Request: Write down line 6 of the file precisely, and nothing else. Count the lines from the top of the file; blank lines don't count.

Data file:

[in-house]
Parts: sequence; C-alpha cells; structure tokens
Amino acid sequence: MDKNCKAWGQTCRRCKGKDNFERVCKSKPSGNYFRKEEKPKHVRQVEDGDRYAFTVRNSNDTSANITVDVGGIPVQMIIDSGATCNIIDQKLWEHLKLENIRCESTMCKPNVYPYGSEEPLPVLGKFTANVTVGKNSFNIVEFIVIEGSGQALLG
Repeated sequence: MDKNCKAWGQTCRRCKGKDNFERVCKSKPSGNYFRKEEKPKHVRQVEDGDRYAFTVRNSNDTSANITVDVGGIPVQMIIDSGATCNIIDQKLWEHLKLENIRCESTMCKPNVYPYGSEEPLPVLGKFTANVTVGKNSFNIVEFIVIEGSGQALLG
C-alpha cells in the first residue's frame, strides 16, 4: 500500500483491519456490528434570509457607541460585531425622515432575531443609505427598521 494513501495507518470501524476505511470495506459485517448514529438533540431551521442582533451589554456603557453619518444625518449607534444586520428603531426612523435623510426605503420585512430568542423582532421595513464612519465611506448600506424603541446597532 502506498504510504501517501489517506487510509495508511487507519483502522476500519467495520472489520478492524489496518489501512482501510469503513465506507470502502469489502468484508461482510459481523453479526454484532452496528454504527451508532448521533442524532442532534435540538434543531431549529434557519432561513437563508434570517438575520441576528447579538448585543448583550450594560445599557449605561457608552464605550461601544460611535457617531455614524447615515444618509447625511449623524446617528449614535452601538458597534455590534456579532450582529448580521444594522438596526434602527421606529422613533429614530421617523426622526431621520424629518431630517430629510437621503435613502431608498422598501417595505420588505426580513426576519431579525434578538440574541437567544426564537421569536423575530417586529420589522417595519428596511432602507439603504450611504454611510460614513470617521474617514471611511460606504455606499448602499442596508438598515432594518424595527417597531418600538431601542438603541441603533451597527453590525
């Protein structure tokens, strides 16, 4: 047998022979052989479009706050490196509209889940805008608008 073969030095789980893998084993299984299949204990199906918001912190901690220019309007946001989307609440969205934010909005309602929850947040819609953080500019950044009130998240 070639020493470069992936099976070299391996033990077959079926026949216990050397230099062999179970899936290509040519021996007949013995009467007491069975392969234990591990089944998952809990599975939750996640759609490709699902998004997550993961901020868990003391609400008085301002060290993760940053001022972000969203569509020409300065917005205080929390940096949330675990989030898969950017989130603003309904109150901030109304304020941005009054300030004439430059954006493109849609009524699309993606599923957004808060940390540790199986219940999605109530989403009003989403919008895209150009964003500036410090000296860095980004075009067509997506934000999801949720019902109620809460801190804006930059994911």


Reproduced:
């Protein structure tokens, strides 16, 4: 047998022979052989479009706050490196509209889940805008608008 073969030095789980893998084993299984299949204990199906918001912190901690220019309007946001989307609440969205934010909005309602929850947040819609953080500019950044009130998240 070639020493470069992936099976070299391996033990077959079926026949216990050397230099062999179970899936290509040519021996007949013995009467007491069975392969234990591990089944998952809990599975939750996640759609490709699902998004997550993961901020868990003391609400008085301002060290993760940053001022972000969203569509020409300065917005205080929390940096949330675990989030898969950017989130603003309904109150901030109304304020941005009054300030004439430059954006493109849609009524699309993606599923957004808060940390540790199986219940999605109530989403009003989403919008895209150009964003500036410090000296860095980004075009067509997506934000999801949720019902109620809460801190804006930059994911």